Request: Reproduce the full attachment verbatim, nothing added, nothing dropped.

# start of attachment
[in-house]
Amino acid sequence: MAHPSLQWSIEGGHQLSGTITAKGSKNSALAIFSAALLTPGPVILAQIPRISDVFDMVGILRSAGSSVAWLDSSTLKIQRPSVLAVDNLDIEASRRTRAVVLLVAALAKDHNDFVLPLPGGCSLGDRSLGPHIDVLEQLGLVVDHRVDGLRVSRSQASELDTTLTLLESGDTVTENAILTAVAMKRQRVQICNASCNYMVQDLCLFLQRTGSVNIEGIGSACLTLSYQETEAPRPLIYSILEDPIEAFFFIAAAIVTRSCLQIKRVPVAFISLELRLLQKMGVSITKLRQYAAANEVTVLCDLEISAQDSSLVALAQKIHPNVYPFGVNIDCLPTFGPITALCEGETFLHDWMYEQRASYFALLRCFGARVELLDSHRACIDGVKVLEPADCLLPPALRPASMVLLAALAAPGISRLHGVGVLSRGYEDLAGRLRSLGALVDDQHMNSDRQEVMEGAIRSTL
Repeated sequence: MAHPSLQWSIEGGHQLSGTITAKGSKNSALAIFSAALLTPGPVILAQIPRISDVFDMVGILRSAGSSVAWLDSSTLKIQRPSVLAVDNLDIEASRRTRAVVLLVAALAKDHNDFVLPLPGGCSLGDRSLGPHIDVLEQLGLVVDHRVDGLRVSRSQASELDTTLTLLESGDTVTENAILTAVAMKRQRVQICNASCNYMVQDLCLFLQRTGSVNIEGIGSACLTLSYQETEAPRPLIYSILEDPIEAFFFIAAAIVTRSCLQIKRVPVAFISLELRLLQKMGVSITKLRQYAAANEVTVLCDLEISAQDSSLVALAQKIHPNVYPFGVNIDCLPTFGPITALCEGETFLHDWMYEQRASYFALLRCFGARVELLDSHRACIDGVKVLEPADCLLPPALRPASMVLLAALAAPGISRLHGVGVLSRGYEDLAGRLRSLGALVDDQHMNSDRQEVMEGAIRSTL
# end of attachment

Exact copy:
[in-house]
Amino acid sequence: MAHPSLQWSIEGGHQLSGTITAKGSKNSALAIFSAALLTPGPVILAQIPRISDVFDMVGILRSAGSSVAWLDSSTLKIQRPSVLAVDNLDIEASRRTRAVVLLVAALAKDHNDFVLPLPGGCSLGDRSLGPHIDVLEQLGLVVDHRVDGLRVSRSQASELDTTLTLLESGDTVTENAILTAVAMKRQRVQICNASCNYMVQDLCLFLQRTGSVNIEGIGSACLTLSYQETEAPRPLIYSILEDPIEAFFFIAAAIVTRSCLQIKRVPVAFISLELRLLQKMGVSITKLRQYAAANEVTVLCDLEISAQDSSLVALAQKIHPNVYPFGVNIDCLPTFGPITALCEGETFLHDWMYEQRASYFALLRCFGARVELLDSHRACIDGVKVLEPADCLLPPALRPASMVLLAALAAPGISRLHGVGVLSRGYEDLAGRLRSLGALVDDQHMNSDRQEVMEGAIRSTL
Repeated sequence: MAHPSLQWSIEGGHQLSGTITAKGSKNSALAIFSAALLTPGPVILAQIPRISDVFDMVGILRSAGSSVAWLDSSTLKIQRPSVLAVDNLDIEASRRTRAVVLLVAALAKDHNDFVLPLPGGCSLGDRSLGPHIDVLEQLGLVVDHRVDGLRVSRSQASELDTTLTLLESGDTVTENAILTAVAMKRQRVQICNASCNYMVQDLCLFLQRTGSVNIEGIGSACLTLSYQETEAPRPLIYSILEDPIEAFFFIAAAIVTRSCLQIKRVPVAFISLELRLLQKMGVSITKLRQYAAANEVTVLCDLEISAQDSSLVALAQKIHPNVYPFGVNIDCLPTFGPITALCEGETFLHDWMYEQRASYFALLRCFGARVELLDSHRACIDGVKVLEPADCLLPPALRPASMVLLAALAAPGISRLHGVGVLSRGYEDLAGRLRSLGALVDDQHMNSDRQEVMEGAIRSTL